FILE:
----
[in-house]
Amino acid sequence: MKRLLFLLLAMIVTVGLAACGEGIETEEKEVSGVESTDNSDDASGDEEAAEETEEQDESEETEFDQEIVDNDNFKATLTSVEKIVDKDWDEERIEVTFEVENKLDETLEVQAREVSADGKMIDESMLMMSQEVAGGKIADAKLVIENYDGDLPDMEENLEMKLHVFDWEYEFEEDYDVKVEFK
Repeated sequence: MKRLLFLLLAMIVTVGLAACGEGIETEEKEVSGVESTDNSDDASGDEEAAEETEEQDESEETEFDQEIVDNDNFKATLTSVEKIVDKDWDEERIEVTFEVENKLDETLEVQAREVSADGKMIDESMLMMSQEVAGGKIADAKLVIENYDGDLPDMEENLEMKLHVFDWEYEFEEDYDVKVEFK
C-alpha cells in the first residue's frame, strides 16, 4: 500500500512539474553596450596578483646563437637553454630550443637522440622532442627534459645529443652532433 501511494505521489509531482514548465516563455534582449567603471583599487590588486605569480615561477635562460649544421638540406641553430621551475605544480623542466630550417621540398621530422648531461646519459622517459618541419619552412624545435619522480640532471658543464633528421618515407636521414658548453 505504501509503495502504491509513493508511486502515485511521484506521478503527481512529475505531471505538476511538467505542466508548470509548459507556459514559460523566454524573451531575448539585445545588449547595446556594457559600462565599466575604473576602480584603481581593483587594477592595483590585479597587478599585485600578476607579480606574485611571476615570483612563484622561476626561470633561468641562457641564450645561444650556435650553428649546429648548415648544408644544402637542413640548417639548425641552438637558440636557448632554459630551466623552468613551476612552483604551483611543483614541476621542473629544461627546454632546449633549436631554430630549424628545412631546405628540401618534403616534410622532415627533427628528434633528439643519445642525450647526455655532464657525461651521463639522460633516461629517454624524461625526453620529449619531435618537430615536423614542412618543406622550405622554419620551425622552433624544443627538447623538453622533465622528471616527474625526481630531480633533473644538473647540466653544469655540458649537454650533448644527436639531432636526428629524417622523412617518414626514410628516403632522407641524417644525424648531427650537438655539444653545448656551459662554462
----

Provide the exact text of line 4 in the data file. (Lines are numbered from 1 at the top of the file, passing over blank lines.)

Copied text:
C-alpha cells in the first residue's frame, strides 16, 4: 500500500512539474553596450596578483646563437637553454630550443637522440622532442627534459645529443652532433 501511494505521489509531482514548465516563455534582449567603471583599487590588486605569480615561477635562460649544421638540406641553430621551475605544480623542466630550417621540398621530422648531461646519459622517459618541419619552412624545435619522480640532471658543464633528421618515407636521414658548453 505504501509503495502504491509513493508511486502515485511521484506521478503527481512529475505531471505538476511538467505542466508548470509548459507556459514559460523566454524573451531575448539585445545588449547595446556594457559600462565599466575604473576602480584603481581593483587594477592595483590585479597587478599585485600578476607579480606574485611571476615570483612563484622561476626561470633561468641562457641564450645561444650556435650553428649546429648548415648544408644544402637542413640548417639548425641552438637558440636557448632554459630551466623552468613551476612552483604551483611543483614541476621542473629544461627546454632546449633549436631554430630549424628545412631546405628540401618534403616534410622532415627533427628528434633528439643519445642525450647526455655532464657525461651521463639522460633516461629517454624524461625526453620529449619531435618537430615536423614542412618543406622550405622554419620551425622552433624544443627538447623538453622533465622528471616527474625526481630531480633533473644538473647540466653544469655540458649537454650533448644527436639531432636526428629524417622523412617518414626514410628516403632522407641524417644525424648531427650537438655539444653545448656551459662554462